Ice fishing for trout on Dutton Pond, Knox, Maine (December 28, 2013)

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General view of Dutton Pond under a low-light, leaden sky

General view of Dutton Pond under a low-light, leaden sky

Dutton Pond covers 36 acres and is located next to Dutton Pond Road off Route 137 in Knox, Waldo County (see The Maine Atlas and Gazetteer map 14 A3). Click here for a depth map and more fisheries information. The pond is quite pretty and feels surprisingly “isolated”, with only two houses visible along the eastern shoreline. This side of the pond appears marshy, but the opposite side is wooded and hilly. I drive 105 miles – one way – to reach this choice spot. Why would anyone go through all of this effort to go ice fishing? The reason is simple: Dutton Pond offers good odds of hooking into a lunker trout during the winter of 2014, but is also stocked with many smaller trout. My hope for today is to catch either a 19” brookie or a 24” brown trout… I arrive at 8 am, park my car on Dutton Pond Road and immediately make my way on the ice. The conditions this morning are to my liking: overcast with flurries in the air. My experience is that low light levels are typically good when ice fishing for trout because the fish stay shallow instead of seeking refuge from the sun in deeper waters. I drill my first hole and am surprised by the 10” of ice, which reflects the harsh winter weather we’ve experienced over the last 2-3 weeks. I’m also in less than 1 ft of water… In fact, I have to move a good 100 ft away from shore before finding 6 ft of water.  

 

This brookie from Dutton Pond fell for a ball of worms

 

 

I have a flag within 10 minutes of setting out my first trap. That’s always a positive sign. And it is also the start of the most incredible experience in my 30 years of ice fishing!! The action from now on is non-stop for the next 1.5 hours. I drill a hole but a flag goes off elsewhere. I run to the tripped trap, get excited by the view of the spinning spool, set the hook, bring in the fish, release it, rebait the trap with a shiner or a ball of worms, and walk back to continue setting my trap when another flag goes off elsewhere. To make a long story short, I catch 14 brook trout over the next 1.5 hours, all of which measure between 13” and 14”, except for one monster trout (see below). I never get to drill my fifth hole… One of my holes in 6 ft of water produces seven trout in about 45 minutes!! I catch three of those trout in a most unusual way: I rebait my hook with a small shiner after I get a flag. I’m on my knees over the hole holding the trap with the bait swimming just below the ice. I’m still adjusting the spool and flag when I feel a tug from below. I set the hook and catch a trout which simply couldn’t wait to eat. This happens not once but three times … in a row!! And I’m not making this up either.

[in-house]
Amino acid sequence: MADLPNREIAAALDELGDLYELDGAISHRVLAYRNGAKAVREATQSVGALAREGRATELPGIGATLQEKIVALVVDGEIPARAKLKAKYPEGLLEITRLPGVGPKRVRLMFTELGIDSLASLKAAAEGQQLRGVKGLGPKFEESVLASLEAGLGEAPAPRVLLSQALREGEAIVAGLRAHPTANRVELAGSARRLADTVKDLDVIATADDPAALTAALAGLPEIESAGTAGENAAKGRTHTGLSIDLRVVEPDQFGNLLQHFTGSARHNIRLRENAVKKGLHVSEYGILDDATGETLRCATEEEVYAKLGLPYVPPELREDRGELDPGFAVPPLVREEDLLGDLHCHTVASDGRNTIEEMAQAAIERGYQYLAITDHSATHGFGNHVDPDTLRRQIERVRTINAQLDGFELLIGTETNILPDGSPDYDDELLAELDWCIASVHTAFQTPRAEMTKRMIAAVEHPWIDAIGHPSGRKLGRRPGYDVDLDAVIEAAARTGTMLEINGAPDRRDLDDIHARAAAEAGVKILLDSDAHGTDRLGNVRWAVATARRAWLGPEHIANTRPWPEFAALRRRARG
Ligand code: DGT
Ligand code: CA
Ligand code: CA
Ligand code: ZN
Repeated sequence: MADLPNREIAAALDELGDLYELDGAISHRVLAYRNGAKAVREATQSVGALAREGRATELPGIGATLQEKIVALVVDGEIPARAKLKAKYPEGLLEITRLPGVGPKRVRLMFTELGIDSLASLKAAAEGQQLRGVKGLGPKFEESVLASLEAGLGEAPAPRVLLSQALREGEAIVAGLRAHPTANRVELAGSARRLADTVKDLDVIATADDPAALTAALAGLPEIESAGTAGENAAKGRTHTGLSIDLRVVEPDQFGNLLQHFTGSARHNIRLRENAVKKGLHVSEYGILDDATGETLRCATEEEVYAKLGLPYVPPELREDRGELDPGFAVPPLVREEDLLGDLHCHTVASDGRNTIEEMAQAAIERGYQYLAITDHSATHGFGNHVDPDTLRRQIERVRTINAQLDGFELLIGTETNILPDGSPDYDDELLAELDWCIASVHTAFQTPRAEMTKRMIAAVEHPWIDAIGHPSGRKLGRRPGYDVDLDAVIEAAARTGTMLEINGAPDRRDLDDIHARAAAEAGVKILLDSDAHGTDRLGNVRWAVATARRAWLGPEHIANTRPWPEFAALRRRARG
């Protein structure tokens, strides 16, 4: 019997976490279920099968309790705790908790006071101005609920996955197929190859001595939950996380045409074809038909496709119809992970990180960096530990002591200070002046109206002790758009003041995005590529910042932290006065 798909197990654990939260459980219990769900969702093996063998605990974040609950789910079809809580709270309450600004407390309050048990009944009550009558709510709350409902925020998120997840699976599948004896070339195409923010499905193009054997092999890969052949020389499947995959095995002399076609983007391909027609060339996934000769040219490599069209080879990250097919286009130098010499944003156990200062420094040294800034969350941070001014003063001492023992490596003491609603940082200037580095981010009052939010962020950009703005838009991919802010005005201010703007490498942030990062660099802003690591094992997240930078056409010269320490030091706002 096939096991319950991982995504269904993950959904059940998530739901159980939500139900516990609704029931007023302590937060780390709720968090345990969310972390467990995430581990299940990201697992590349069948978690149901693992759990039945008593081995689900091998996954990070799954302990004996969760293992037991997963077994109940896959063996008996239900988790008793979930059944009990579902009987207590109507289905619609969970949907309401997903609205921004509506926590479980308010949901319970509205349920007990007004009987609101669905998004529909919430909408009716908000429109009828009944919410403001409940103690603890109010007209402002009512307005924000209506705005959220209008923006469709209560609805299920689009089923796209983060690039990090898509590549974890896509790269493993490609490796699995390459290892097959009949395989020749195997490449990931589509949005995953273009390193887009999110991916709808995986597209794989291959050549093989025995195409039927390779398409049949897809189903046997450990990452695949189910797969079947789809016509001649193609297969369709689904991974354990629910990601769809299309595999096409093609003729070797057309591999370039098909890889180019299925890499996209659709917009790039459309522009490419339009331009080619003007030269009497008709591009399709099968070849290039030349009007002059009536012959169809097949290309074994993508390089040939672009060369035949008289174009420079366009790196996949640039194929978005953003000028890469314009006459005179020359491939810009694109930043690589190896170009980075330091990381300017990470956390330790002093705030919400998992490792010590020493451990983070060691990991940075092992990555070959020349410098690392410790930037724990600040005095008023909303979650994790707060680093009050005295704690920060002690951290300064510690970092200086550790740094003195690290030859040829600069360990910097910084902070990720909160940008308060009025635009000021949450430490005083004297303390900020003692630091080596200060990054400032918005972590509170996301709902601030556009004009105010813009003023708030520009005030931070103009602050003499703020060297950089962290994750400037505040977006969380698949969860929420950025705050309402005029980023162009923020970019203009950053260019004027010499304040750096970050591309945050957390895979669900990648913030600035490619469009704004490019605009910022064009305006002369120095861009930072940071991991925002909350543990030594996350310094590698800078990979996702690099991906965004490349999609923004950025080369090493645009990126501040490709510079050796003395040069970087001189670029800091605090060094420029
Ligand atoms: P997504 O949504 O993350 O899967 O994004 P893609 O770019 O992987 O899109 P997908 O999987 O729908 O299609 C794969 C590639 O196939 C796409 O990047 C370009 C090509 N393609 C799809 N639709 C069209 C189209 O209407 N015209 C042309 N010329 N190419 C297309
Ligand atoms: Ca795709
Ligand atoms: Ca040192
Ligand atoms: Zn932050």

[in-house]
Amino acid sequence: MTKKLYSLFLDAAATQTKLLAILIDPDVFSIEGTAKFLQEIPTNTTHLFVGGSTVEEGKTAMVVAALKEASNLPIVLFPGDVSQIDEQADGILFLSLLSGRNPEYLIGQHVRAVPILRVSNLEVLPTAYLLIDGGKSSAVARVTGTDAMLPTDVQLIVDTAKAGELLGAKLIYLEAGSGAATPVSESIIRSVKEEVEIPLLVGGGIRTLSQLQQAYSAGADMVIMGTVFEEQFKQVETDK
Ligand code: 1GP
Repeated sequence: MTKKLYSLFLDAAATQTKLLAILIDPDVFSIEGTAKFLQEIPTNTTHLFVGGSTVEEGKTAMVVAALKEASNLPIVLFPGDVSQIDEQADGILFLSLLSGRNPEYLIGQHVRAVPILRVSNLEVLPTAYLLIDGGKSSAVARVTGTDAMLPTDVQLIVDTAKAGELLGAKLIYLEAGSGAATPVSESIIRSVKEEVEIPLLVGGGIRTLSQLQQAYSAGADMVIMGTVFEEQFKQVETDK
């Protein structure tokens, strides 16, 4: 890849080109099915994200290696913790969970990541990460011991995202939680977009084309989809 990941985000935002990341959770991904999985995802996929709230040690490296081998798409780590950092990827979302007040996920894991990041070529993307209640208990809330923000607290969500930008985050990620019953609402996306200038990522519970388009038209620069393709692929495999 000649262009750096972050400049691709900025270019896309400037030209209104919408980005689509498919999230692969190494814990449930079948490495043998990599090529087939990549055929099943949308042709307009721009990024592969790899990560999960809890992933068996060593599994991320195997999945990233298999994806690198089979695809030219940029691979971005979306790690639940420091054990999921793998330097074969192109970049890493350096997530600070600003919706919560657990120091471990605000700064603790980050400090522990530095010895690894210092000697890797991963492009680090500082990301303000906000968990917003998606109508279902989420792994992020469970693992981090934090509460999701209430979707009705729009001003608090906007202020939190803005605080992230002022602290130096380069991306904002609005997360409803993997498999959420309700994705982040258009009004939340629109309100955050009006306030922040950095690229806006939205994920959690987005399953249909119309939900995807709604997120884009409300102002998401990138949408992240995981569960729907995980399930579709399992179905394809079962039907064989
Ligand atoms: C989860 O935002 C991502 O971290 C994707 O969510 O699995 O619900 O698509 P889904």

A 21" (4.0 lb) "lunker" brook trout from Dutton Pond caught through the ice

A 21″ (4.0 lb) “lunker” brook trout from Dutton Pond caught through the ice

Out of that magic honey hole also comes the lunker trout I was hoping for this morning. It takes the bait, triggers the flag, and runs for about 20 ft before I set the hook. I know immediately that I have something BIG at the other end. I see the fish when it crisscrosses past the hole during the fight. I can’t believe the size of this thing! It’s a big male with a crocked lower jaw. I wrestle it through the hole, marvel at its beautiful color and size, take a couple of braggin’ pictures and return it to the water to be caught by someone else some other time. I’d love to stay longer but I’m completely out of baitfish and worms by 10 am. I’m also pooped from constantly running to tend my 20 or so flags. So, I decide to call it an amazing morning and pack up to head back home. I truly reach fishing nirvana. And it isn’t by sheer luck, either: I use – and share with you, my blog readers – information on pond surface area, fish stocking density, and fish size to try to tip the odds in my favor. It certainly doesn’t work all the time but it feels damn good when it does work!

 

 

The results: I caught 13 brook trout measuring 13” to 14”, and 1 lunker brook trout measuring 21” (4.0 lbs), in 1.5 hours of unforgettable fishing.

 

Was the information in this blog useful? I invite you to share your thoughts and opinions. Also, feel free to discuss your fishing experiences at this location.

 

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